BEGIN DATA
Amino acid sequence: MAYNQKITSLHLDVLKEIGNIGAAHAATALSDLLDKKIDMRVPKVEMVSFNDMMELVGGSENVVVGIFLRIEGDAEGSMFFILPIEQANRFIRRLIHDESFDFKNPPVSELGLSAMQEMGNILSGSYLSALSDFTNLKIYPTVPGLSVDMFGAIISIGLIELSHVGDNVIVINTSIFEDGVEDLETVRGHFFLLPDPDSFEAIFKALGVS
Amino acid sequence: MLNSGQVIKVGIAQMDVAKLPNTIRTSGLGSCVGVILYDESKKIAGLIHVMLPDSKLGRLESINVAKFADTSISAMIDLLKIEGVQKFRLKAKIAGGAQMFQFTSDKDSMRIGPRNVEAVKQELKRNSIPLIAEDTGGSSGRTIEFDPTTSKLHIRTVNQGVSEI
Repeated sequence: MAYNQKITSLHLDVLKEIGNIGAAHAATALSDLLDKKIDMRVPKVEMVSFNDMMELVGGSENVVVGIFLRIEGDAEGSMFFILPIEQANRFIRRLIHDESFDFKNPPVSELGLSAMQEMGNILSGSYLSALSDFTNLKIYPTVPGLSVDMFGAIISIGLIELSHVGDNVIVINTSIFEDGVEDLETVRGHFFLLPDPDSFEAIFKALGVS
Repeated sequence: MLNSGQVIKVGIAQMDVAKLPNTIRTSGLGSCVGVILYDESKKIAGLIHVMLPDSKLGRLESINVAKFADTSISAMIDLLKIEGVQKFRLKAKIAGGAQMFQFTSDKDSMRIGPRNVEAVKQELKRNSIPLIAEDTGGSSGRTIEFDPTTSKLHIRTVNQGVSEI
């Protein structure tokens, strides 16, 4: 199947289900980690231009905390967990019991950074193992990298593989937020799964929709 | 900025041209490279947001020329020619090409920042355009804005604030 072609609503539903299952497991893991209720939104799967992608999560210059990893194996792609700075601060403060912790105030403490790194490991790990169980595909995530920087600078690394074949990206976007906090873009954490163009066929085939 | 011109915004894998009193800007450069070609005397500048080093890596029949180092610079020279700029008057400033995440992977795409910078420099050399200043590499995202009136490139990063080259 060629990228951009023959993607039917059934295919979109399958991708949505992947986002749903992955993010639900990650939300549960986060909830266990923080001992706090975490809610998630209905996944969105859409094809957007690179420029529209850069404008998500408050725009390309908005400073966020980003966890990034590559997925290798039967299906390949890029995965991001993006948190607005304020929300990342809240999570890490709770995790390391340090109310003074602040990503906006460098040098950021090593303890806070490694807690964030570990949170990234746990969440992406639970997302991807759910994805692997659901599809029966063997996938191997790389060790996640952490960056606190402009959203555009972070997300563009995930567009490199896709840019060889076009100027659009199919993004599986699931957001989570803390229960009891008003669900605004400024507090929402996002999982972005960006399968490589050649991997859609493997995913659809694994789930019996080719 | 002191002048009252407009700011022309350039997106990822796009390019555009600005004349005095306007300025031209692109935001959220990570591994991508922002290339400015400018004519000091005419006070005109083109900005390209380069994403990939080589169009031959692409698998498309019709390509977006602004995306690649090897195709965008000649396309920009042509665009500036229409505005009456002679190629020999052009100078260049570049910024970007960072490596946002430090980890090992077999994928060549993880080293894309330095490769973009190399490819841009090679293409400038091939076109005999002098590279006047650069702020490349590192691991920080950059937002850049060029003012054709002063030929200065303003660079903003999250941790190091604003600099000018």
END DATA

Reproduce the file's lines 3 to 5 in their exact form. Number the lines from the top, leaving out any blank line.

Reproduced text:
Repeated sequence: MAYNQKITSLHLDVLKEIGNIGAAHAATALSDLLDKKIDMRVPKVEMVSFNDMMELVGGSENVVVGIFLRIEGDAEGSMFFILPIEQANRFIRRLIHDESFDFKNPPVSELGLSAMQEMGNILSGSYLSALSDFTNLKIYPTVPGLSVDMFGAIISIGLIELSHVGDNVIVINTSIFEDGVEDLETVRGHFFLLPDPDSFEAIFKALGVS
Repeated sequence: MLNSGQVIKVGIAQMDVAKLPNTIRTSGLGSCVGVILYDESKKIAGLIHVMLPDSKLGRLESINVAKFADTSISAMIDLLKIEGVQKFRLKAKIAGGAQMFQFTSDKDSMRIGPRNVEAVKQELKRNSIPLIAEDTGGSSGRTIEFDPTTSKLHIRTVNQGVSEI
């Protein structure tokens, strides 16, 4: 199947289900980690231009905390967990019991950074193992990298593989937020799964929709 | 900025041209490279947001020329020619090409920042355009804005604030 072609609503539903299952497991893991209720939104799967992608999560210059990893194996792609700075601060403060912790105030403490790194490991790990169980595909995530920087600078690394074949990206976007906090873009954490163009066929085939 | 011109915004894998009193800007450069070609005397500048080093890596029949180092610079020279700029008057400033995440992977795409910078420099050399200043590499995202009136490139990063080259 060629990228951009023959993607039917059934295919979109399958991708949505992947986002749903992955993010639900990650939300549960986060909830266990923080001992706090975490809610998630209905996944969105859409094809957007690179420029529209850069404008998500408050725009390309908005400073966020980003966890990034590559997925290798039967299906390949890029995965991001993006948190607005304020929300990342809240999570890490709770995790390391340090109310003074602040990503906006460098040098950021090593303890806070490694807690964030570990949170990234746990969440992406639970997302991807759910994805692997659901599809029966063997996938191997790389060790996640952490960056606190402009959203555009972070997300563009995930567009490199896709840019060889076009100027659009199919993004599986699931957001989570803390229960009891008003669900605004400024507090929402996002999982972005960006399968490589050649991997859609493997995913659809694994789930019996080719 | 002191002048009252407009700011022309350039997106990822796009390019555009600005004349005095306007300025031209692109935001959220990570591994991508922002290339400015400018004519000091005419006070005109083109900005390209380069994403990939080589169009031959692409698998498309019709390509977006602004995306690649090897195709965008000649396309920009042509665009500036229409505005009456002679190629020999052009100078260049570049910024970007960072490596946002430090980890090992077999994928060549993880080293894309330095490769973009190399490819841009090679293409400038091939076109005999002098590279006047650069702020490349590192691991920080950059937002850049060029003012054709002063030929200065303003660079903003999250941790190091604003600099000018």